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Kicking Off Genius Hour

Learning to speak Korean, illustrating how car engines work, learning desktop publishing software, and demonstrating how to pilot a plane; these are just a few examples of what students will be learning in my first period class for the next nine Friday's. And that's just the first of seven classes that are exploding with dozens of wildly different projects and ideas.

Friday's Are About to Get Brilliant

Today we kicked off "Genius Hour" in each of my classes, which includes Graphic Design and Advanced Graphic Design for grades 9-11.

Genius Hour is based off Google's 20% time. Google had the theory that if they granted their employees 20% of their time to work on projects they were passionate about that productivity would go up, stress would go down, and Google might just get some cool products out of the deal. Apparently, Google was right.

As a result of Google-time, products like Gmail, Google News, Google AdSense, and Google Translate were all brought into existence. It looks like things worked out pretty well for Google.

Other companies have adopted similar approaches of giving a dedicated amount of time to their employees to work on project's they're passionate about. Once a month, mobile developer Bottle Rocket hosts "Rocket Science", a 24-hour period where employees gather to create their passion projects. With a solid 24-hour block, it's apparent sleep isn't a high priority for them.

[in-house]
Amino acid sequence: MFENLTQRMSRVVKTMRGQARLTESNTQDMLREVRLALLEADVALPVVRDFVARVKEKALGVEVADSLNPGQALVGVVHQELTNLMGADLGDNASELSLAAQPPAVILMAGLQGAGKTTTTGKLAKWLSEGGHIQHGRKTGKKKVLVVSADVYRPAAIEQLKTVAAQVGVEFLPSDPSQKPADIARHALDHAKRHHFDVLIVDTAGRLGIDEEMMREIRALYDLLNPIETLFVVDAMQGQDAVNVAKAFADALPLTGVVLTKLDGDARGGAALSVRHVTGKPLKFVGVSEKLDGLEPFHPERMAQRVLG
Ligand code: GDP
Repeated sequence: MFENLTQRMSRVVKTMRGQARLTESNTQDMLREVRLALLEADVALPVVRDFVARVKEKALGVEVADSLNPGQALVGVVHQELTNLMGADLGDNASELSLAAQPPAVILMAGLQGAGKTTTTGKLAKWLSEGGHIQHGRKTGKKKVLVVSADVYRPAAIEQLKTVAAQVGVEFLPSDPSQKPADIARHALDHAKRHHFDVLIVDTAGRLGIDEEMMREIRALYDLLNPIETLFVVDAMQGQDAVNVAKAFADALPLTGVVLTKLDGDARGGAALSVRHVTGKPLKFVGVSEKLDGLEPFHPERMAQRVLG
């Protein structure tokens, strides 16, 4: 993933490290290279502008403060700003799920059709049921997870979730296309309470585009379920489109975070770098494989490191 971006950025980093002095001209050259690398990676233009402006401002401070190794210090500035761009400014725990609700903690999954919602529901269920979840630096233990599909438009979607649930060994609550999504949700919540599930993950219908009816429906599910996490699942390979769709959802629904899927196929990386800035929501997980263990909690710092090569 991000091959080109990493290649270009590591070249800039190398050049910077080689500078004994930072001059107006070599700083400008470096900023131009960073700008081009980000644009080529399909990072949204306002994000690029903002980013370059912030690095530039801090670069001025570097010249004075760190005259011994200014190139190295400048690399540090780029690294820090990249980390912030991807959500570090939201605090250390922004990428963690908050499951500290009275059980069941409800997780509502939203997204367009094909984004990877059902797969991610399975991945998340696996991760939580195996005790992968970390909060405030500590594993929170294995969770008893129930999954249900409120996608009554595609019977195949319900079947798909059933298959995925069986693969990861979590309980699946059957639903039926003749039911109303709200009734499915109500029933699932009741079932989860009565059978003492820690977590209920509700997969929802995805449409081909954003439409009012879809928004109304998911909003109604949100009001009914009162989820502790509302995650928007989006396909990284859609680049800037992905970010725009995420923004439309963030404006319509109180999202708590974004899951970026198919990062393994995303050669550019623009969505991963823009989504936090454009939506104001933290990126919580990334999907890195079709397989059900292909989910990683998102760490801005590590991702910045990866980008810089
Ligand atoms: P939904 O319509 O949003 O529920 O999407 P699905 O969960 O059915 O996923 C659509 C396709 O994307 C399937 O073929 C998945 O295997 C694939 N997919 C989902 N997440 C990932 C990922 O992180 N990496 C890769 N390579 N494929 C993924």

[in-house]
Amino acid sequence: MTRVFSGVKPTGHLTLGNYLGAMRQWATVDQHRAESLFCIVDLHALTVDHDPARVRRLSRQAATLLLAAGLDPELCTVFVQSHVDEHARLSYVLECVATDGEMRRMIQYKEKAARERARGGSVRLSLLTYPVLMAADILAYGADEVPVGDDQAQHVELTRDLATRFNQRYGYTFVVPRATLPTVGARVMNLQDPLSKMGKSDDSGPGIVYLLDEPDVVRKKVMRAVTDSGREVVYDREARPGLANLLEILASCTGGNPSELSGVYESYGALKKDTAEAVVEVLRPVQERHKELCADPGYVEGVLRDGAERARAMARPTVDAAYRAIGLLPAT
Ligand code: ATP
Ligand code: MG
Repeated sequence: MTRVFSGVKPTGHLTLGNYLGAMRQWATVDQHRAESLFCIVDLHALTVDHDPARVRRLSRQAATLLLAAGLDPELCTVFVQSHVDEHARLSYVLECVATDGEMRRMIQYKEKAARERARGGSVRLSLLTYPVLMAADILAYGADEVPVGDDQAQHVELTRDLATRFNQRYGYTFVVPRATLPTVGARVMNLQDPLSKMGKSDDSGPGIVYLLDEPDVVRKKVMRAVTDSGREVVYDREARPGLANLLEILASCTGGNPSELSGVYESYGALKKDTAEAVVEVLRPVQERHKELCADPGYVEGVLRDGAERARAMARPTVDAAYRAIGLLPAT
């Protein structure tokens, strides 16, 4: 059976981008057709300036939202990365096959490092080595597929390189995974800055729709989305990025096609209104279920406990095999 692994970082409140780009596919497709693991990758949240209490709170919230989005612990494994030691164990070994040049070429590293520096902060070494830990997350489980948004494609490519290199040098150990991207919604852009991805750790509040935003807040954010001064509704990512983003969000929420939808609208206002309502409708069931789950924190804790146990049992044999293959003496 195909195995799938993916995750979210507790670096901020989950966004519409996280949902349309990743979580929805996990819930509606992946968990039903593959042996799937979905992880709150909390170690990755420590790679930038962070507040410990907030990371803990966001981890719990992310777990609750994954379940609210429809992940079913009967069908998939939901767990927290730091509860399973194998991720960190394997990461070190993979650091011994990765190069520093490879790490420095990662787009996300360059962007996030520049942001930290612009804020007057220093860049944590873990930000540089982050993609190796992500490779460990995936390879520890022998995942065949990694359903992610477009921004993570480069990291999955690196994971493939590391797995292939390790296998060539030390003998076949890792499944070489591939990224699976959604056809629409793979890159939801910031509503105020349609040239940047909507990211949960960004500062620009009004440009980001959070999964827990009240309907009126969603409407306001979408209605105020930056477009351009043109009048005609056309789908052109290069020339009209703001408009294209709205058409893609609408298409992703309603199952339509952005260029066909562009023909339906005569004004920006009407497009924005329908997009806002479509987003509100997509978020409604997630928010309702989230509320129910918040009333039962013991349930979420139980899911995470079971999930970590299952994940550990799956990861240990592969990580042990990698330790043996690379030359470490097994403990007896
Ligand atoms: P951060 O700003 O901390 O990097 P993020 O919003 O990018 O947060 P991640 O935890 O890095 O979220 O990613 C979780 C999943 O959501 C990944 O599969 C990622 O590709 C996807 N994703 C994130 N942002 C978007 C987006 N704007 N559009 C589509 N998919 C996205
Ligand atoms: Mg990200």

"Genius Hour" is the adopted term for this dedicated 20% time, and it's a practice that, in recent years, has been adopted in classrooms around the country.
Genius Hour is a dedicated block of time where students can expand their knowledge of new things and create project's they are passionate about.

What It's NOT

When originally researching Genius Hour, it's easy to see that there can be some confusion, which could lead to mass chaos. To be clear, I generally believe a little bit of chaos is a good thing, but "mass chaos" can get out of control.

Genius Hour is not "free time". It's not "nap time". It's not "study hall" or "catch up in other classes time".

You Mean There Are Rules?

I like to think of them more as "guidelines", but yes, there are a few simple requirements when students pitch their ideas.

  1. This must be something the student is PASSIONATE about.
  2. RESEARCH is required. - This is kind of a given, since students will be learning something new but it's also worth making a note of.
  3. You must SHARE what you learn. - The students will journal, or blog, or vlog about their development for the next 9 weeks.

The Pitch

Today, each student was allowed 60 seconds to pitch their idea. They could work individually, or in small groups. In that one minute block they had to provide the following information: